First, I reckon it as a part of her felicity, that she was advanced to the regal throne from a private fortune. For this is ingenerate in the nature and opinions of men, to ascribe that to the greatest felicity, which is not counted upon, and cometh unlooked for, but this is not that I intend, it is this, princes that are trained up in their father’s courts, and to an immediate and apparent hope of succession, do get this by the tenderness and remissness of their education, that they become, commonly, less capable and less temperate in their affections. And therefore you shall find these to have been the ablest and most accomplished kings that were tutored by both fortunes. Such was with us, King Henry the Seventh; and with the French Lewis the Twelfth: both which, in recent memory and almost about the same time, obtained their crowns, not only from a private, but also from an adverse and afflicted fortune; and did both excel in their several ways; the former in prudence, and other in justice. Much like was the condition of this princess, whose blossoms and hopes were unequally aspected by fortune, that afterwards when she came to crown, fortune, might prove towards her always mild and constant. For Queen Elizabeth, soon after she was born, was entitled to the succession in the crown, upon the next turn disinherited again, then laid aside and slighted: during the reign of her brother, her estate was most prosperous and flourishing; during the reign of her sister, very tempestuous and full of hazard. Neither yet did she pass immediately from the prison to the crown, which sudden change might have been enough to make her cast off all moderation: but first she regained her liberty, then there buded forth some probable hopes of succession; and lastly, in a great still and happiness she was advanced to the imperial crown without either noise or competitor. All which I allege that it may appear that the divine Providence, intending to produce a most exquisite princess, was pleased to prepare and mould her by these degrees of discipline. Neither ought the misfortune of her mother justly to stain the pure stream of her blood: especially seeing it is very evident that King Henry the Eighth did first burn with new loves, before he was inflamed with indignation against Queen Anne: neither is it unknown to the ages since that he was a king naturally prone to loves and jealousies; and not containing himself in those cases from the effusion of blood. Besides, the very person for whom she was suspected showeth the accusation to be less probable, and built upon weak and frivolous supposition; which was both secretly whispered to many men’s ears at that time; and which Queen Anne herself testified by her undaunted courage, and that memorable speech of her’s at the time of her death. For having gotten, as she supposed, a faithful and friendly messenger, in the very hour before her death, she delivered these words to relate unto the king: “That she had ever found the king very constant and firm to his purpose of advancing her; for first, from the estate of a gentlewoman only, and no way pretending to noble titles, he raised her to the honour of a marchioness; next, he vouchsafed to make her his consort both of his kingdom and bed: and now that there remained no higher earthly honour, he meant to corwn her innocency with the glory of martyrdom.” But though the messenger durst not relate these words to the king, who was already inflamed with new loves, yet certain tradition, the conserver of truth, hath conveyed them to posterity.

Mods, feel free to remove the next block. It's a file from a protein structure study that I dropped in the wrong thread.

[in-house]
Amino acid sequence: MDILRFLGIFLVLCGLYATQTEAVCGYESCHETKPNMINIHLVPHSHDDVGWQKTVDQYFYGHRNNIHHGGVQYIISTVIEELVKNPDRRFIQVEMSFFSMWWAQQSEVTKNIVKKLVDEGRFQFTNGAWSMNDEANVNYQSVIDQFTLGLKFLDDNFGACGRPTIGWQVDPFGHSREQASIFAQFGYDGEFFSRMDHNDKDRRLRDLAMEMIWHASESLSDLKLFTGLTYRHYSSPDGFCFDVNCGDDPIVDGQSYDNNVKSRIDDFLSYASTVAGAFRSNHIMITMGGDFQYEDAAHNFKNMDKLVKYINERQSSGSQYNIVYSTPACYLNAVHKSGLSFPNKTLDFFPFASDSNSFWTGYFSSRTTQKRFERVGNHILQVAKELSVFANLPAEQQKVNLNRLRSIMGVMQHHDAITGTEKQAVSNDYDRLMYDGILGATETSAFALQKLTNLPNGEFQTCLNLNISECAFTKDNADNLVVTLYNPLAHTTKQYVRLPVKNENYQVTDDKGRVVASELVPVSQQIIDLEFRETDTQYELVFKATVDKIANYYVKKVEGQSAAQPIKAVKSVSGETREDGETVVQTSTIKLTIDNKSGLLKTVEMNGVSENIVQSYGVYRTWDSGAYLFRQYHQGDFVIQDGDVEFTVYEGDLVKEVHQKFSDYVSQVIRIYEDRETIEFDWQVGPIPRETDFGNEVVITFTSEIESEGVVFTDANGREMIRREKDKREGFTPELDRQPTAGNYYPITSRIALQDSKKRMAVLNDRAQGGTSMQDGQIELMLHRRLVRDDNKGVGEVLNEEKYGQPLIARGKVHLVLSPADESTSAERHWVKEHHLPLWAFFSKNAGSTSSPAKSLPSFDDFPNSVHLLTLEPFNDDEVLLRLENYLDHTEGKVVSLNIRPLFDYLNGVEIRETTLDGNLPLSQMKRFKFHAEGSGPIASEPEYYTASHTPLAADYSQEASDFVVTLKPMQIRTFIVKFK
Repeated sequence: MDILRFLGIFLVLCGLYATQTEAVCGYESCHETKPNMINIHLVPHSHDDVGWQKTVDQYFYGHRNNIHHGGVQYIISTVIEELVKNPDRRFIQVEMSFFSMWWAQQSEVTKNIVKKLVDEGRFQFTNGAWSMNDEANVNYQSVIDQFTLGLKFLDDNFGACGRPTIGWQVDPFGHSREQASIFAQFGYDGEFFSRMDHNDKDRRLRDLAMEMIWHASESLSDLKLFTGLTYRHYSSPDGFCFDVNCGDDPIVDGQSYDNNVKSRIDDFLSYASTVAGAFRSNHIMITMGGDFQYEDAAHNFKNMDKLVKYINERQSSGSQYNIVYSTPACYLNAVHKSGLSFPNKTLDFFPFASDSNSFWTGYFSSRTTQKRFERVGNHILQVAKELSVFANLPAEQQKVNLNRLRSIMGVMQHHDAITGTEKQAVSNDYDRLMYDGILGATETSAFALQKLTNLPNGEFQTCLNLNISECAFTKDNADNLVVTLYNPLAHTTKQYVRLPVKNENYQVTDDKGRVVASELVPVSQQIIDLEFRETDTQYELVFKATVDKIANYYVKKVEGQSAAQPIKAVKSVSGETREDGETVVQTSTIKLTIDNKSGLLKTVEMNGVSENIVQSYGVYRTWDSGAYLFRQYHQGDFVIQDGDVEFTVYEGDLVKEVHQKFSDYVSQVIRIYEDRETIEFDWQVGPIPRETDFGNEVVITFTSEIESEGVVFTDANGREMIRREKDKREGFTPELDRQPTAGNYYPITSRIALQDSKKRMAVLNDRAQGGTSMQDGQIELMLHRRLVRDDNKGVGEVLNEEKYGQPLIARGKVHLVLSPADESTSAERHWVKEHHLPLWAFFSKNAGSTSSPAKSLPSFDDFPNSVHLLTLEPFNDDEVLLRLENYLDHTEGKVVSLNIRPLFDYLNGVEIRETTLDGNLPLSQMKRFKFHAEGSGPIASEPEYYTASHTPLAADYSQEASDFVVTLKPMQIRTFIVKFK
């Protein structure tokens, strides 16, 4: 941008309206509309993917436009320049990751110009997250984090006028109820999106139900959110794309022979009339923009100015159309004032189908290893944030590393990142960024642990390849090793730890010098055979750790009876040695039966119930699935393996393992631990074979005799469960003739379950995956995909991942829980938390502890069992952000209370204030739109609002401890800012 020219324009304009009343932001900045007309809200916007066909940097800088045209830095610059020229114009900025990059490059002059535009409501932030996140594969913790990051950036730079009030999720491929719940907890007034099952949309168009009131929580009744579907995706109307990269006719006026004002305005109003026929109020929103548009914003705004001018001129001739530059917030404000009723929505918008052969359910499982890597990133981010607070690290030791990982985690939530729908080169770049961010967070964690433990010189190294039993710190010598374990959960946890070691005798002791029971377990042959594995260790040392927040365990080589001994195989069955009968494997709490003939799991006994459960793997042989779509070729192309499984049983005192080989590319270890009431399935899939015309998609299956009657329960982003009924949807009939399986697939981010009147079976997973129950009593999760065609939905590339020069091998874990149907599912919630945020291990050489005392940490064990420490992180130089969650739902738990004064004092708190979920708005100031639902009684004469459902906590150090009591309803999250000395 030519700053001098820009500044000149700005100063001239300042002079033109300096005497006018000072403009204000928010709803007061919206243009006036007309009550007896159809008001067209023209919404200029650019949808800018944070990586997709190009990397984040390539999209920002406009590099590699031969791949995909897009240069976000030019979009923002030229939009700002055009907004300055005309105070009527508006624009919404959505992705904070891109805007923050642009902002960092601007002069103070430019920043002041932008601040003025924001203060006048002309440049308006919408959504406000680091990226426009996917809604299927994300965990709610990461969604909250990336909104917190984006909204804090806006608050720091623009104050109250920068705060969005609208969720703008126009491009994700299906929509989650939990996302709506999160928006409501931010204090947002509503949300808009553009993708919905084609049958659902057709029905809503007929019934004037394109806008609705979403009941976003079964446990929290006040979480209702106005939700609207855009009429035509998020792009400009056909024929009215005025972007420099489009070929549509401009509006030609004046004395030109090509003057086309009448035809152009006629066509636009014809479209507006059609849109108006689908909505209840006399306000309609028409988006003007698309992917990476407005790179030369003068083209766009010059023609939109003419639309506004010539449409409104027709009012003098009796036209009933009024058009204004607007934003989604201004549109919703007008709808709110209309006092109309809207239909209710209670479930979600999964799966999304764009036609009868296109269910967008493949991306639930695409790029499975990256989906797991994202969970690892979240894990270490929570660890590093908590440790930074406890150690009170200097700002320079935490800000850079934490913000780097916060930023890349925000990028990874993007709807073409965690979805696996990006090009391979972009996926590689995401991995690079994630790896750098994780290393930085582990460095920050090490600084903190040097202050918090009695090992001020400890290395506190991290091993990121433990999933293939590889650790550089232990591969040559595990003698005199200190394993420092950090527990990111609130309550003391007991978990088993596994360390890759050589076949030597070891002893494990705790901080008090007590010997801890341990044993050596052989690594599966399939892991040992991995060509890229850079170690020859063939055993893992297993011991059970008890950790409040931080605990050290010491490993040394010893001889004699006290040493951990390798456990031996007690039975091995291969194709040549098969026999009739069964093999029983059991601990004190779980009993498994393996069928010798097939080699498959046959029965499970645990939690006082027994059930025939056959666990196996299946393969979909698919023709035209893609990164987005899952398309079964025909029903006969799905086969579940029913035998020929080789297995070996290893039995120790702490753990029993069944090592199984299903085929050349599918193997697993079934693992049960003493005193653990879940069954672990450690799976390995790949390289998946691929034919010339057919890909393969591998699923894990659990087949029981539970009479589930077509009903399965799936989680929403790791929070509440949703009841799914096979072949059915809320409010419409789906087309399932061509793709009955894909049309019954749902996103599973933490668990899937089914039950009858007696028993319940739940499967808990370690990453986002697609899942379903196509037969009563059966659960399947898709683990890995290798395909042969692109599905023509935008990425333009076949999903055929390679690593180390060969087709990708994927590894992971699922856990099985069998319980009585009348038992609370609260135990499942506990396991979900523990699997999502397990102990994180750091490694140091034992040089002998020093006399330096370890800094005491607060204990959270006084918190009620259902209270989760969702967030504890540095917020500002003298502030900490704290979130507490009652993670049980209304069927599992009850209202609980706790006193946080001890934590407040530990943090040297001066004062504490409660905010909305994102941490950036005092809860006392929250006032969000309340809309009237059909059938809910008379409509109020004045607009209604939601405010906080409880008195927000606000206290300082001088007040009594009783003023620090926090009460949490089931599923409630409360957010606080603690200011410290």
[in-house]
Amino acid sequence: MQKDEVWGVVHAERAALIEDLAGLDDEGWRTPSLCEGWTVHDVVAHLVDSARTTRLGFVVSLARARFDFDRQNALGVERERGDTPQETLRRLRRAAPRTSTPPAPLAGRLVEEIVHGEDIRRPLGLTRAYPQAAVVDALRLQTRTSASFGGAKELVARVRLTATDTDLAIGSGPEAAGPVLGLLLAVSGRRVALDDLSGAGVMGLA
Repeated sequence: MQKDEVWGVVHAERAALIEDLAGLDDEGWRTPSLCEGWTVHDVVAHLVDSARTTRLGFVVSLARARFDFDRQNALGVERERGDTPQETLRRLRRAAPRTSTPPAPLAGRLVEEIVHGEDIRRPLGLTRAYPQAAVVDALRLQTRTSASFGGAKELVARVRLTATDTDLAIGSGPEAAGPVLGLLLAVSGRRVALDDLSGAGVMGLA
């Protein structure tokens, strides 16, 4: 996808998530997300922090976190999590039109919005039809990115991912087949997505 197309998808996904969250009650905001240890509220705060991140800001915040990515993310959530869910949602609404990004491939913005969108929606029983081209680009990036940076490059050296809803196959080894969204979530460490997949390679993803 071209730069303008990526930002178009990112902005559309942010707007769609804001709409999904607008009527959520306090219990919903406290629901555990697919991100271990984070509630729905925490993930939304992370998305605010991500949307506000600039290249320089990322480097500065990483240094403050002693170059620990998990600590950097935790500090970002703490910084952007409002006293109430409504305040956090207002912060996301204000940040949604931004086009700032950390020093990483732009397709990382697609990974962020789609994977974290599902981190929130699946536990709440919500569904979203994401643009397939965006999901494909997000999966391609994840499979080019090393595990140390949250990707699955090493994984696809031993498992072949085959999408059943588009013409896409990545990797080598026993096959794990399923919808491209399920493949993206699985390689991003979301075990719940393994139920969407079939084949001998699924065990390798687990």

Another principal thing, which I cast into Queen Elizabeth’s felicity, was the time and period of her reign; not only for that it was long, but also because it fell into that season of her life, which was most active and fittest for the swaying of a scepter, for she was fully five-and-twenty years old (at which age the civil law freeth from a curator) when she same to the crown, and reigned to the seventieth year of her life; so that she never suffered either the detriments of pupilage, and check of an over-awing power, or the inconveniences of an impotent and unwieldy old age; and old age is not without a competent portion of miseries, even to private men; but to kings, besides the common burden of years, it brings for the most part a declining in the estates they govern, and a conclusion of their lives without honour. For there hath scarce been known a king that hath lived to an extreme and impotent old age, but he hath suffered some detriment in his territories, and gone less in his reputation. Of which thing there is a most eminent example in Philip the Second, King of Spain, a most puissant prince, and an excellent governor, who, in the last years of his life, and impotent old age, was sensible of this whereof we speak; and therefore with great circumspection submitted himself to nature’s law, voluntarily surrendered the territories he had gotten in France, established a firm peace in that kingdom, attempted the like in other places, that so he might transmit his kingdoms peaceable and entire to his next heir. Contrariwise, Queen Elizabeth’s fortune was so constant and deeply rooted, that no disaster in any of her dominions accompanied her indeed declining, but still able years: nay, further, for an undeniable token of her felicity, she died not before the rebellion in Ireland was fortunately decided, and quashed by a battle there, lest otherwise it might have defalcated from the total sum of her glory. Now the condition also of the people over whom she reigned, I take to be a matter worthy our observation; for if her lot had fallen amongst the desolate Palmyrenes, or in Asia, a soft and effeminate race of men, a woman-prince might have been sufficient for a womanish people; but for the English, a nation stout and warlike, to be ruled by the check of a woman, and to yield to humble obedience to her, is a thing deserving the highest admiration.